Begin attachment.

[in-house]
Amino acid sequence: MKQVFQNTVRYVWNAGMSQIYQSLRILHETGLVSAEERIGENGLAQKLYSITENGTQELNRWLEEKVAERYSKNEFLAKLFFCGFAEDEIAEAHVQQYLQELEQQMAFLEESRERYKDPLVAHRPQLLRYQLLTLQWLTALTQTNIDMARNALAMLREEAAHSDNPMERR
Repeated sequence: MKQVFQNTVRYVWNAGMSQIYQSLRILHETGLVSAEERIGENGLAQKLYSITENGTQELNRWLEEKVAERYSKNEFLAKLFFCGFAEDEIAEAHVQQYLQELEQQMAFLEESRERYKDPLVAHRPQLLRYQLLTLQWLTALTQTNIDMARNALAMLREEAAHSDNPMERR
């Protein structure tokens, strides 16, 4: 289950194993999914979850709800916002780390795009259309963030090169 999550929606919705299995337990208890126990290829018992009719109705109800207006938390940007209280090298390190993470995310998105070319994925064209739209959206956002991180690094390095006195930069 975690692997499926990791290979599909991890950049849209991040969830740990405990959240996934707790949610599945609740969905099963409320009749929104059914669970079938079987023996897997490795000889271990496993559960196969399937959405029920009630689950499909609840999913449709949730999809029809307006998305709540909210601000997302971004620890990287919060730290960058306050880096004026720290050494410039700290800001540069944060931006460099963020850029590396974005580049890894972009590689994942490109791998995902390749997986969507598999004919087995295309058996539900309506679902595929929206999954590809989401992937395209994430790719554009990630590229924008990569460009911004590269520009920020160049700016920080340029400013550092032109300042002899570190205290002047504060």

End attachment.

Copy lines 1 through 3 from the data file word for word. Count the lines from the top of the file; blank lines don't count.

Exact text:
[in-house]
Amino acid sequence: MKQVFQNTVRYVWNAGMSQIYQSLRILHETGLVSAEERIGENGLAQKLYSITENGTQELNRWLEEKVAERYSKNEFLAKLFFCGFAEDEIAEAHVQQYLQELEQQMAFLEESRERYKDPLVAHRPQLLRYQLLTLQWLTALTQTNIDMARNALAMLREEAAHSDNPMERR
Repeated sequence: MKQVFQNTVRYVWNAGMSQIYQSLRILHETGLVSAEERIGENGLAQKLYSITENGTQELNRWLEEKVAERYSKNEFLAKLFFCGFAEDEIAEAHVQQYLQELEQQMAFLEESRERYKDPLVAHRPQLLRYQLLTLQWLTALTQTNIDMARNALAMLREEAAHSDNPMERR